Balance and gait in individuals with diabetic peripheral neuropathy

Korkusuz S., Seçkinoğulları B., Yürük Z. Ö., Uluğ N., Kibar S.

Neurological Research, vol.46, no.1, pp.14-22, 2023 (SCI-Expanded) identifier identifier

  • Publication Type: Article / Article
  • Volume: 46 Issue: 1
  • Publication Date: 2023
  • Doi Number: 10.1080/01616412.2023.2257445
  • Journal Name: Neurological Research
  • Journal Indexes: Science Citation Index Expanded (SCI-EXPANDED), Scopus, BIOSIS
  • Page Numbers: pp.14-22
  • Keywords: Diabetes mellitus, gait, limit of stability, pain, postural balance
  • Hacettepe University Affiliated: Yes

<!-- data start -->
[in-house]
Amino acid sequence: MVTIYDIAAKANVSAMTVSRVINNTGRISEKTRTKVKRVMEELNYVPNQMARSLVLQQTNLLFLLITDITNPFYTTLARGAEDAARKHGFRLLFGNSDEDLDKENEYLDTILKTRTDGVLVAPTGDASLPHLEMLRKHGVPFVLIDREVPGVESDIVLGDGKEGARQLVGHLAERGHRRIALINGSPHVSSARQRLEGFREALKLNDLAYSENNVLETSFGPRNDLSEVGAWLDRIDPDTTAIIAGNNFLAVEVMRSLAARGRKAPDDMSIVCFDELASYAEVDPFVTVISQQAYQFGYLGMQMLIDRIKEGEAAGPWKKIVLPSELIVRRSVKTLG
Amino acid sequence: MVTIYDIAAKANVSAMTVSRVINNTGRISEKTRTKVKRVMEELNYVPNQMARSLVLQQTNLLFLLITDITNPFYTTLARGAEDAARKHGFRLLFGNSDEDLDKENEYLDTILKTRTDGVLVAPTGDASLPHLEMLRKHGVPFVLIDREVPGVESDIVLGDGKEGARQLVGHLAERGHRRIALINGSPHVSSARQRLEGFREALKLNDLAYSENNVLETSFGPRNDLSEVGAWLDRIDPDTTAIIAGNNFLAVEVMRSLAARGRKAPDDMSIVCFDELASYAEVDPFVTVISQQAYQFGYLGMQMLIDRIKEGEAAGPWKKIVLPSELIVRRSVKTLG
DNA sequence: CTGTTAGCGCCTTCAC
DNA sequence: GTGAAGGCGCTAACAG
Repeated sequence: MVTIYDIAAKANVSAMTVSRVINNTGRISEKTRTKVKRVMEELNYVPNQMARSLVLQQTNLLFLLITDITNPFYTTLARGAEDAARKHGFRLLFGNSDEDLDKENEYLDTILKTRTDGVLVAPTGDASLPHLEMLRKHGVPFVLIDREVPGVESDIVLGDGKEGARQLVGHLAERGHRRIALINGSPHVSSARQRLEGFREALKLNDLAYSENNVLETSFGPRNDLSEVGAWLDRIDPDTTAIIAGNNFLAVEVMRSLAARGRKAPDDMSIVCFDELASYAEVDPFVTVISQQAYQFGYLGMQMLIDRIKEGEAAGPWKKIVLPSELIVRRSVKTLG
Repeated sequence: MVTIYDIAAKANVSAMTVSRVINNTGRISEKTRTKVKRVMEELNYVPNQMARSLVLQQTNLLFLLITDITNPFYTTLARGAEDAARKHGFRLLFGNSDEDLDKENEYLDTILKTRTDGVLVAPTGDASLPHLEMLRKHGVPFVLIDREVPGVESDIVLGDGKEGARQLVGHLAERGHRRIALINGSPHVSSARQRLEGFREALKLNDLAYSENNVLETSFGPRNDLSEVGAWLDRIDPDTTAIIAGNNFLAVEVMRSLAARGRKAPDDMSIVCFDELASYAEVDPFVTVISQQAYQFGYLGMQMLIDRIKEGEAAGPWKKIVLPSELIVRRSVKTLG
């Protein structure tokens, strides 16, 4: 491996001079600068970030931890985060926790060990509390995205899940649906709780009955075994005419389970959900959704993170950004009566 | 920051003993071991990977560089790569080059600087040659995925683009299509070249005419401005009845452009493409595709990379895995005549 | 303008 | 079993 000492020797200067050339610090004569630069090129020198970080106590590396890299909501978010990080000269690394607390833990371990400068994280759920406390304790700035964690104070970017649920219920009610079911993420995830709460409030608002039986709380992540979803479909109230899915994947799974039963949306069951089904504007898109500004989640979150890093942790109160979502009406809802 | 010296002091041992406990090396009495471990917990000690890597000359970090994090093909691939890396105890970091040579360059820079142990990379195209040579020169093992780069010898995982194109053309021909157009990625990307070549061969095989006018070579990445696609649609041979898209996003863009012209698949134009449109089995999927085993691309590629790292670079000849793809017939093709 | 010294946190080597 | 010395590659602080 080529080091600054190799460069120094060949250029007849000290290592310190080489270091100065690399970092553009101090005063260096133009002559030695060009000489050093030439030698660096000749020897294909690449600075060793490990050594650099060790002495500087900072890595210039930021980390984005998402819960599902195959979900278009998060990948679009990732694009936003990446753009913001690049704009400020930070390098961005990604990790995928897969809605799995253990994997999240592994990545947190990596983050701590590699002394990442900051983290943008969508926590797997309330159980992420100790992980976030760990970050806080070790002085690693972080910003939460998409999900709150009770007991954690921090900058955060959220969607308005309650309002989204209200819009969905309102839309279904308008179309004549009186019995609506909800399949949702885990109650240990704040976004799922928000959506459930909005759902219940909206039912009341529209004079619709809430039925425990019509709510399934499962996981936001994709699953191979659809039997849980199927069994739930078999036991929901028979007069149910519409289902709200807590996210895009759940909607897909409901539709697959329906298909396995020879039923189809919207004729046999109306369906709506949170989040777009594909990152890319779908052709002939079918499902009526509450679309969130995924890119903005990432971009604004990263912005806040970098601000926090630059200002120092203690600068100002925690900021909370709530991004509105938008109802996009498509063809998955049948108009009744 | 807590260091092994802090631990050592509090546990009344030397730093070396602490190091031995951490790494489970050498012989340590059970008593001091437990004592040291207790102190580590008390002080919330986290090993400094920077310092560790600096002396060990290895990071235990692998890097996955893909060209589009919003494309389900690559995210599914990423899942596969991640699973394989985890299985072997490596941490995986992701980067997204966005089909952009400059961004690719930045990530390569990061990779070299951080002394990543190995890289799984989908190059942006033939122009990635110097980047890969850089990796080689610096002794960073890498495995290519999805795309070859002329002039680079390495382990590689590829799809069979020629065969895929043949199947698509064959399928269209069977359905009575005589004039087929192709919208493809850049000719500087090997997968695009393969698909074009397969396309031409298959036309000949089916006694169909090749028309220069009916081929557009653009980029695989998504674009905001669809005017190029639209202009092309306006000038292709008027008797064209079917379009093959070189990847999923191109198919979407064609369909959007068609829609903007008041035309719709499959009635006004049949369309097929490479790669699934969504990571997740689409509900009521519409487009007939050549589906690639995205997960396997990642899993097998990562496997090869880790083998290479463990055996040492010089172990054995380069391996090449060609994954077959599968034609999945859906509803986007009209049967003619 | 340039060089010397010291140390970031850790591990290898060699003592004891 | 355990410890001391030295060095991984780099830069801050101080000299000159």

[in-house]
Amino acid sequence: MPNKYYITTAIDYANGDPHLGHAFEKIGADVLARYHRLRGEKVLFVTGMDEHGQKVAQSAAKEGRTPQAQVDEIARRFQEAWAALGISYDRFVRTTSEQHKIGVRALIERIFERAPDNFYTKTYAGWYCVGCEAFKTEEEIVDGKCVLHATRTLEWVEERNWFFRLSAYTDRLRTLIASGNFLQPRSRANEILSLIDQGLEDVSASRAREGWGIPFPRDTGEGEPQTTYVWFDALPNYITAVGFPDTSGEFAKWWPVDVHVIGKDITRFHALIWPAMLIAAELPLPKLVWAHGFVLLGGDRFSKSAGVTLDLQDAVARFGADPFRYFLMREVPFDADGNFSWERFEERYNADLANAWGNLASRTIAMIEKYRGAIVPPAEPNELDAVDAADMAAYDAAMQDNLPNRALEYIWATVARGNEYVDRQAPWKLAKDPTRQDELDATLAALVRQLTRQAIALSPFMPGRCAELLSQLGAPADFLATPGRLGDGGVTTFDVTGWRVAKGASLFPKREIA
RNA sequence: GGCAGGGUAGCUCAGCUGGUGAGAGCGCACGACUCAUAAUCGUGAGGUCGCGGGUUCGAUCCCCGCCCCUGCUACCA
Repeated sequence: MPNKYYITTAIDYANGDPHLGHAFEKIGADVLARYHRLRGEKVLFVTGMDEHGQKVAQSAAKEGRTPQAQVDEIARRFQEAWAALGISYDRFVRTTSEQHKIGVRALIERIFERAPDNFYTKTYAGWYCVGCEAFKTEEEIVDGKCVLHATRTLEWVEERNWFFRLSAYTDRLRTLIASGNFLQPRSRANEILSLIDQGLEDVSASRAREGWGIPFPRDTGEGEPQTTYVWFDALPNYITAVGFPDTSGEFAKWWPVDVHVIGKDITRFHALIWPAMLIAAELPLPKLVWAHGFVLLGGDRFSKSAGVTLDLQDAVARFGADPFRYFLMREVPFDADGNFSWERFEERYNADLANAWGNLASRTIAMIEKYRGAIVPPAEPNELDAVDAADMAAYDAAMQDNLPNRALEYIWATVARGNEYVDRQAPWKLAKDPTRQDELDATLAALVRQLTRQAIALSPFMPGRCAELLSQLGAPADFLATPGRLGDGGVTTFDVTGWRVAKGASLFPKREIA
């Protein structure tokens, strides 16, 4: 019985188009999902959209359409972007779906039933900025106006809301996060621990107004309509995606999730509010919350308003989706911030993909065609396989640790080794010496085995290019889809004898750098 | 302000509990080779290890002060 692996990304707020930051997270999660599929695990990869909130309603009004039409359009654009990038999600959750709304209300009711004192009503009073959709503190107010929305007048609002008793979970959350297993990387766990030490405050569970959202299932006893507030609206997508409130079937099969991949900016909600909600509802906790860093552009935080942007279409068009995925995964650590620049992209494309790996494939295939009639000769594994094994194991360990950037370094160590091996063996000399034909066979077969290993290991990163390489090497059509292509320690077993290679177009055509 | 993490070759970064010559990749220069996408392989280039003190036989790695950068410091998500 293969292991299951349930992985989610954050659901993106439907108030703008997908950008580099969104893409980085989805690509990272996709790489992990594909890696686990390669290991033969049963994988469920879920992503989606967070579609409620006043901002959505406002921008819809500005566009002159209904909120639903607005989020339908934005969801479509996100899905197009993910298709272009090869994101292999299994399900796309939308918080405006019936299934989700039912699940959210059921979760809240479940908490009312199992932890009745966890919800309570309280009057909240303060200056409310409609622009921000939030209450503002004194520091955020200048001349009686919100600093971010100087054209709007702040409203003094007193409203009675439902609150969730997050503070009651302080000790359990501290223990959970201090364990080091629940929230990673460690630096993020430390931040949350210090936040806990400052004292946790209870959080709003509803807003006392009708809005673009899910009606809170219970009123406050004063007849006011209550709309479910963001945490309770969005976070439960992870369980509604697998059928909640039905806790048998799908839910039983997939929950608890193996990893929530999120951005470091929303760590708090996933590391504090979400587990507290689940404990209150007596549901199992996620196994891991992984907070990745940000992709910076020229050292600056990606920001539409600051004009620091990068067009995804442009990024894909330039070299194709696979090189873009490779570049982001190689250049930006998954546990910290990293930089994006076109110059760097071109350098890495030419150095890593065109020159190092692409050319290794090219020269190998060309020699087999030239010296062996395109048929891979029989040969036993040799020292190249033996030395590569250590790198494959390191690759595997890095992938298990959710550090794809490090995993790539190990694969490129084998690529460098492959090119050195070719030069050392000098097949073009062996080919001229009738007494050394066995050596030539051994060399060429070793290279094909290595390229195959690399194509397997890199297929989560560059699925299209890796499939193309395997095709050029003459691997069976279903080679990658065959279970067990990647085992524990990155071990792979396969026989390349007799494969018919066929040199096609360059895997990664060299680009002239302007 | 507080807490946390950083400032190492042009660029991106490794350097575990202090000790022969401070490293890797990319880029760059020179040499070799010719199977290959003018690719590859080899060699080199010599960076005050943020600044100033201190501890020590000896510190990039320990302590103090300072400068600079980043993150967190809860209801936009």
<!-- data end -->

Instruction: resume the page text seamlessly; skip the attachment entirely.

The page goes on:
Background: Diabetic Peripheral Neuropathy (DPN) causes various physical problems such as the increased risk of falling, loss of balance and coordination while standing or walking, susceptibility to injuries due to sensory loss. Aims: The aim of the study was to evaluate and compare the effects of neuropathic pain (NP) in individuals with DPN on balance and gait. Methods: This prospective controlled study was conducted on 42 adults aged between 40–65 years. The participants were divided into three groups; individuals with DPN and NP (DPN+NP/n = 14), individuals with DPN without NP (DPN-NP/n = 14), and the control group (n = 14), respectively. The Force Plate system and Core Balance System measured static and dynamic postural balance and stability limits. Gait and dynamic plantar pressure distribution analyses were performed with a computerized gait evaluation system. Results: The score of LANSS, and VAS during gait were higher in DPN+NP group than in DPN-NP (p < 0.05). No significant difference was observed between the groups in balance parameters (p > 0.05). The right-left heel maximum forces were lower in both groups with DPN compared to the control group (p < 0.05). In terms of spatiotemporal parameters of the gait, there was a difference between the groups only in step width and left single support line parameters (p < 0.05). Conclusions: The results of this study indicate that the individuals with DPN have an increased step width, their left single support line was shortened, and the maximum force on the heel decreased. The NP did not cause any change in balance and gait parameters.